For a long period of time, there were questions as to whether or not Karl Pilkington, at least the version of him played on radio, was real or simply a comedic invention of Ricky Gervais and Stephen Merchant. His particular brand of idiocy seems related to the David Brent and Andy Millman characters that Gervais plays on his shows, and at times Pilkington is so over-the-top that it’s impossible not to wonder how much of what he does is real. By now, though, I think even doubters have to admit that he’s genuine, not just from An Idiot Abroad but also through sheer consistency. Even the best comedian would have to crack up eventually saying some of the lines he spouts out.
So how did he become who he is today? Well, I think that question was pretty much answered in “Kidney” when the question is raised, “You don’t believe everything you read, do you?” We learn that even though Karl’s in no way religious, he believes the entirety of bible in a completely literal fashion. Likewise, whether the source of his news is a tabloid or the Guardian in no way effects his reception of information. Karl’s fantastically ignorant, but it’s clear that the main reason for this ignorance is because of all the wrong information that’s being thrown at him. He’s a sort of human wikipedia without any sort of fact-checking whatsoever.
That’s particularly relevant for the third section of “Kidney,” in which the story of Noah’s Ark is discussed at great length. One of the strengths of this particular episode, probably the best since the premiere, is the way each of its sections is a more focused discussion. We begin with the eponymous kidney stone and Karl’s nonsensical reaction to having one. This transitions into part two, an odd section best explained by Karl’s opening question, “What is the closest thing … sort of living … that’s nothing?” Then the Ark, and finally a quite entertaining bit of his diary at the end of the show focused on a trip he went on for his girlfriend Suzanne’s birthday.
There’s a sort of childlike innocence to the way that Karl takes in information from various unreliable sources, and likewise there’s an equally childish way he approaches his own observations. His belief that there’s little to differentiate a stick and an insect that looks like a stick is clearly the result of accepting the universe as it appears on the surface, with no preconceptions about there being more depth. There’s almost always a certain logic involved, it’s just backwards. It’s hard not to imagine that were he living in the middle ages, Karl Pilkington could be some sort of sage.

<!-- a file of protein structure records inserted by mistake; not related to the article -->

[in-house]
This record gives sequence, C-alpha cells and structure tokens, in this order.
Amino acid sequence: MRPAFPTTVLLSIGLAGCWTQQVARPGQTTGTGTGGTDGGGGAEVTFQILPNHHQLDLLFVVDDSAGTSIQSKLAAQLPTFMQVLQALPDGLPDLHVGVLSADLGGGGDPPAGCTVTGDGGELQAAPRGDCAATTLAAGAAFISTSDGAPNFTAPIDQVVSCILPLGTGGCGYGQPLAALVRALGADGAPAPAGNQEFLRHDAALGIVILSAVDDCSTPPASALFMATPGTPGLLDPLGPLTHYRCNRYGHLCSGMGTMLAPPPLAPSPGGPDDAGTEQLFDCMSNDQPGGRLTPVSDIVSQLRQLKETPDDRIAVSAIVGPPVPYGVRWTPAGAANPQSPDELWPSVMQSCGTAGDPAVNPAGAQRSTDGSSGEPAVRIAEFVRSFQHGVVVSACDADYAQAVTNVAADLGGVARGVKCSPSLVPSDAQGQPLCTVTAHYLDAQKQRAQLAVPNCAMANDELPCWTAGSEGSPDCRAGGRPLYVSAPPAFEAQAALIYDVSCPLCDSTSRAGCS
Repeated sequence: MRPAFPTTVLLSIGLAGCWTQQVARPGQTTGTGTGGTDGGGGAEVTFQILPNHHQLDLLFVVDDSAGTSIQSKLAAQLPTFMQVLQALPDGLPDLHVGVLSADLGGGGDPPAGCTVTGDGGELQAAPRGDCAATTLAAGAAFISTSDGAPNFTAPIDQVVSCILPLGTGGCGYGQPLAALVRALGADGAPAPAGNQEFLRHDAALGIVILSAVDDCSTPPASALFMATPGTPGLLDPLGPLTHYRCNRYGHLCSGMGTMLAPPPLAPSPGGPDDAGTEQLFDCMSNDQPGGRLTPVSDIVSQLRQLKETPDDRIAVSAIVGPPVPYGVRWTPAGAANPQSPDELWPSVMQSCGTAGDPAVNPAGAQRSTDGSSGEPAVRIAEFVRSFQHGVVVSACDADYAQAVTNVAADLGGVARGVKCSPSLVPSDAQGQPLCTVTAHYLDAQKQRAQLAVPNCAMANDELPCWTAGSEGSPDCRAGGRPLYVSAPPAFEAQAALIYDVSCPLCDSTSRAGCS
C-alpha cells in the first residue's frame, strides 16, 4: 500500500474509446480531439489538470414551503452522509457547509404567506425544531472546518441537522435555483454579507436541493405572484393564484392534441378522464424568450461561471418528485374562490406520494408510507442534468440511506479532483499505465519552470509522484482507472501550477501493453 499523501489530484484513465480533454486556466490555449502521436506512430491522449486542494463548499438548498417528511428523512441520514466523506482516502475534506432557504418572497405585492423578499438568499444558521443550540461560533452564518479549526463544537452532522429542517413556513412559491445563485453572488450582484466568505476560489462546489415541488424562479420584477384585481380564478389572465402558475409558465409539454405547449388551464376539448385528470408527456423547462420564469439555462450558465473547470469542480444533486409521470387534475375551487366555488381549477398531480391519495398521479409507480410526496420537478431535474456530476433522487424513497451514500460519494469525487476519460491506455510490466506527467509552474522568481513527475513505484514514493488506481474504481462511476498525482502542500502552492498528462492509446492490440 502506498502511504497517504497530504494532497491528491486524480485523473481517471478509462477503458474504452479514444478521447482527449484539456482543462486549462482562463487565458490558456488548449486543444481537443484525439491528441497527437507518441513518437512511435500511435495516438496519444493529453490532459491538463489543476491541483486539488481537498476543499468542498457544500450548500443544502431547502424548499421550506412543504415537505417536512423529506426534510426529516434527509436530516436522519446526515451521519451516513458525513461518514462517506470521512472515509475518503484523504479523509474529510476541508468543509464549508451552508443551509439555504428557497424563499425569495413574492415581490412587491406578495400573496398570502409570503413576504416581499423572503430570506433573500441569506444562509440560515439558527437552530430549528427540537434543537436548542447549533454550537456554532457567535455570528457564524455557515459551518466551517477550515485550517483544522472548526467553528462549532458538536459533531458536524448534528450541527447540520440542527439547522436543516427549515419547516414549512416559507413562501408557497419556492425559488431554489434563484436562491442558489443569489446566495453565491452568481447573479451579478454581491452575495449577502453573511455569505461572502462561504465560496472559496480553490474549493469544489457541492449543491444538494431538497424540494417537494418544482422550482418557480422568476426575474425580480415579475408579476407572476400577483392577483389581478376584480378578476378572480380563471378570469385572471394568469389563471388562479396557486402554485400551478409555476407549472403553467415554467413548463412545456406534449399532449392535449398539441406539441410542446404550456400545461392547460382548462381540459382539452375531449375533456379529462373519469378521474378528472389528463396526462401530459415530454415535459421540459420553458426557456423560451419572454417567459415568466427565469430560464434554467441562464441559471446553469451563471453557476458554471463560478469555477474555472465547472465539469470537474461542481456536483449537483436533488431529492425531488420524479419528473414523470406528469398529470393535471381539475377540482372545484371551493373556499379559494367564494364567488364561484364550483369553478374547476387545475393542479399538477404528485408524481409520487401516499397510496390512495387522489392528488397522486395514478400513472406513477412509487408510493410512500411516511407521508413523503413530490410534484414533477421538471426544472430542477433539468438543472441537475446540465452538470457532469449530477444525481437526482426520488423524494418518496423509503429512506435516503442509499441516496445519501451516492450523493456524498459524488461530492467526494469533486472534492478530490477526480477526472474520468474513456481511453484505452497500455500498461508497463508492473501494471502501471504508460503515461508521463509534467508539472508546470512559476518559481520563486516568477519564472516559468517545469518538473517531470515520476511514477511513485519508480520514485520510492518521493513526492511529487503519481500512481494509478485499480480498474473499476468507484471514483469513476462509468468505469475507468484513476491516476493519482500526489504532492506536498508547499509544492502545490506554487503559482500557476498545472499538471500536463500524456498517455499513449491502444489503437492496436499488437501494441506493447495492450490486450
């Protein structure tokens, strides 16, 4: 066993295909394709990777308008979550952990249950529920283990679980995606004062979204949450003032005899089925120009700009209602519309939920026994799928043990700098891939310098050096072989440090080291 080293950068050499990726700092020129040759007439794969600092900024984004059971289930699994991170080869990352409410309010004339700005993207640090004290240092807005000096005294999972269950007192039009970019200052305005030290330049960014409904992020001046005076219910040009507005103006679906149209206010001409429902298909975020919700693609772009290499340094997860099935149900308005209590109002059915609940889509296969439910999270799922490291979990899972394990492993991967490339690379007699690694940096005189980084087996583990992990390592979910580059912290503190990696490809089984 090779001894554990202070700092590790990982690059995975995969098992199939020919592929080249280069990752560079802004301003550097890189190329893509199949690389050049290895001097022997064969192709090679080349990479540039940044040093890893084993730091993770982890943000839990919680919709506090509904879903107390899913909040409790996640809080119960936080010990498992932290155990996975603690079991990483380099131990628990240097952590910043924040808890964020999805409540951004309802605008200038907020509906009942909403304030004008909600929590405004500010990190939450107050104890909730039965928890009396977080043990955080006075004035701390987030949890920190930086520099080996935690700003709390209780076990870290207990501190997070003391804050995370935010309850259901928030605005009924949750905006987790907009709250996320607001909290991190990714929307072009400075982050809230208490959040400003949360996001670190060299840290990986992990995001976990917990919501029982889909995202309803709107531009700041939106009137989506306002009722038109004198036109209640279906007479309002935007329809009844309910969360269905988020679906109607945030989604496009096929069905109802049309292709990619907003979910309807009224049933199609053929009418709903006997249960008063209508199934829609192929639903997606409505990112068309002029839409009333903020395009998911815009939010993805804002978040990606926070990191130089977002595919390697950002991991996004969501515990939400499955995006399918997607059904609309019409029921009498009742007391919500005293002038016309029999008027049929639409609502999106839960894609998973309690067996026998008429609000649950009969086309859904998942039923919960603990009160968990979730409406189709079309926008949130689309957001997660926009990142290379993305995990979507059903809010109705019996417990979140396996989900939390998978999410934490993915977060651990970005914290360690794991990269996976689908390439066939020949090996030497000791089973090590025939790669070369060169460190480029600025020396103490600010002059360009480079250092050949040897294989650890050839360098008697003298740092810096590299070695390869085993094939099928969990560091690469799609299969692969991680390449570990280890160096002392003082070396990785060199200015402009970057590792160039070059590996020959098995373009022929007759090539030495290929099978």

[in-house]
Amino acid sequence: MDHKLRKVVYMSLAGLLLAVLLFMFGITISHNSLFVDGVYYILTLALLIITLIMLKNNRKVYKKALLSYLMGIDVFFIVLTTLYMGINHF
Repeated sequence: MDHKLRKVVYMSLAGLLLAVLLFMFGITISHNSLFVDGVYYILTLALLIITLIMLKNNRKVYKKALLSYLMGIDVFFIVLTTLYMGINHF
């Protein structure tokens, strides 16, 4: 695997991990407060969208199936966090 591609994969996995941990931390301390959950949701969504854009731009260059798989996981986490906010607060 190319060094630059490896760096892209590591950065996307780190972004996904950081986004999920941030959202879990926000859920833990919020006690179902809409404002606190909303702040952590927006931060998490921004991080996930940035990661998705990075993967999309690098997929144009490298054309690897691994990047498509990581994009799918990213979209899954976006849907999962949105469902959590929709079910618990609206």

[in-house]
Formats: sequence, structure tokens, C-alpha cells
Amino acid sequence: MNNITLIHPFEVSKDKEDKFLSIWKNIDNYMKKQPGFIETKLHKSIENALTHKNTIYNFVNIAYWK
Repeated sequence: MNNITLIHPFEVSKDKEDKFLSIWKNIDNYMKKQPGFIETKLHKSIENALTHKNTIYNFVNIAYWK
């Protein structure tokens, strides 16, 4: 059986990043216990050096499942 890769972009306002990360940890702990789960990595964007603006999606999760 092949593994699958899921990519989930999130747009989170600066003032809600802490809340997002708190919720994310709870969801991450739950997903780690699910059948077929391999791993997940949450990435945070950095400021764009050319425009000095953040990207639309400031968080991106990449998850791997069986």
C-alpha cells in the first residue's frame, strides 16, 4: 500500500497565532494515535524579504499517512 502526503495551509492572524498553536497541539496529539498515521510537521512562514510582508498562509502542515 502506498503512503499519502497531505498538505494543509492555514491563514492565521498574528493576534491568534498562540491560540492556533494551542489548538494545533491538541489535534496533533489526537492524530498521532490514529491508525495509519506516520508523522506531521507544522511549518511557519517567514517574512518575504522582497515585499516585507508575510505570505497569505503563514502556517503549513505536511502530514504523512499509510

The focus of the segments and the oddity of Karl’s observations, even for him, make for a great episode that feels less of a hodgepodge than usual. Its normal themes are present, and there isn’t anything that will be particularly surprising to regular viewers, but there wasn’t a minute wasted in the episode. Not only that, but these were some of the more memorable discussions the show’s had in a while.
•”I had a tube put up me knob.” -I’d watch a show that was just Karl in a hospital.
•”The coldness got rid of the badness.”
•Likewise, Old Cold Belly Badness is a book it’d be great to read. I need to pick up some of Karl’s actual books one of these days.
•The chicken and potatoes on Karl’s plate are the type of nice detail that really adds to the dialog. A lot of those in this episode.
•Karl Pilkington’s wears special, geriatric socks
•”What is the closest thing … sort of living … that’s nothing.” “I don’t know what you mean.”
•”At some point, something’s had its way with a leaf.”
•”What I’ve found with pigeons is they’ve got wings, and yet they walk a lot.”
•”We went around the church graveyard to see how old the dead people are.” How often does Karl do this?
•We’re seeing a lot more of Suzanne’’s face these days. I’m still kind of unsure why we can’t get a full view of it. I guess because given the animation style, no one looks good?